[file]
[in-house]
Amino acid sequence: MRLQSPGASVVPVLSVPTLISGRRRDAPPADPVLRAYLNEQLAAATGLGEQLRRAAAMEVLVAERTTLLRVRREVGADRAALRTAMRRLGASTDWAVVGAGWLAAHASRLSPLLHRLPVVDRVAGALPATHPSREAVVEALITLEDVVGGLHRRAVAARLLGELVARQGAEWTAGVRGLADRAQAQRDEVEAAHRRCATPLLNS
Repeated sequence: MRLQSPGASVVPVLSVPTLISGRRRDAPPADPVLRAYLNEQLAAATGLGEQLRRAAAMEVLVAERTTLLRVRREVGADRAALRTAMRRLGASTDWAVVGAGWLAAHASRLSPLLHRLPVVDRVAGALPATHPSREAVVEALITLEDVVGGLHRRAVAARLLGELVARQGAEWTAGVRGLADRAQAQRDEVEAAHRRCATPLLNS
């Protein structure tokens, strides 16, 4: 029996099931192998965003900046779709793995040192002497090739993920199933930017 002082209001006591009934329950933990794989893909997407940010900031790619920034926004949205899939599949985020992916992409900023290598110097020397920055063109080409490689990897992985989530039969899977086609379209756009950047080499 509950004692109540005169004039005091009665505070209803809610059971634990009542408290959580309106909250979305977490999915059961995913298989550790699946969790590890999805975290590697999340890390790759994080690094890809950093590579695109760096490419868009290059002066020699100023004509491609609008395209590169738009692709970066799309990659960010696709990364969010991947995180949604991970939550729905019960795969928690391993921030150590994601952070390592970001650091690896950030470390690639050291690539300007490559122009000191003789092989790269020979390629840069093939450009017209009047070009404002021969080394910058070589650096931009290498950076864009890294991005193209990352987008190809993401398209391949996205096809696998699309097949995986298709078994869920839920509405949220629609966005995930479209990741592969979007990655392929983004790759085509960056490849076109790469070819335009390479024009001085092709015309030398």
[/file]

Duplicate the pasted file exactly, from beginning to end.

[in-house]
Amino acid sequence: MRLQSPGASVVPVLSVPTLISGRRRDAPPADPVLRAYLNEQLAAATGLGEQLRRAAAMEVLVAERTTLLRVRREVGADRAALRTAMRRLGASTDWAVVGAGWLAAHASRLSPLLHRLPVVDRVAGALPATHPSREAVVEALITLEDVVGGLHRRAVAARLLGELVARQGAEWTAGVRGLADRAQAQRDEVEAAHRRCATPLLNS
Repeated sequence: MRLQSPGASVVPVLSVPTLISGRRRDAPPADPVLRAYLNEQLAAATGLGEQLRRAAAMEVLVAERTTLLRVRREVGADRAALRTAMRRLGASTDWAVVGAGWLAAHASRLSPLLHRLPVVDRVAGALPATHPSREAVVEALITLEDVVGGLHRRAVAARLLGELVARQGAEWTAGVRGLADRAQAQRDEVEAAHRRCATPLLNS
């Protein structure tokens, strides 16, 4: 029996099931192998965003900046779709793995040192002497090739993920199933930017 002082209001006591009934329950933990794989893909997407940010900031790619920034926004949205899939599949985020992916992409900023290598110097020397920055063109080409490689990897992985989530039969899977086609379209756009950047080499 509950004692109540005169004039005091009665505070209803809610059971634990009542408290959580309106909250979305977490999915059961995913298989550790699946969790590890999805975290590697999340890390790759994080690094890809950093590579695109760096490419868009290059002066020699100023004509491609609008395209590169738009692709970066799309990659960010696709990364969010991947995180949604991970939550729905019960795969928690391993921030150590994601952070390592970001650091690896950030470390690639050291690539300007490559122009000191003789092989790269020979390629840069093939450009017209009047070009404002021969080394910058070589650096931009290498950076864009890294991005193209990352987008190809993401398209391949996205096809696998699309097949995986298709078994869920839920509405949220629609966005995930479209990741592969979007990655392929983004790759085509960056490849076109790469070819335009390479024009001085092709015309030398």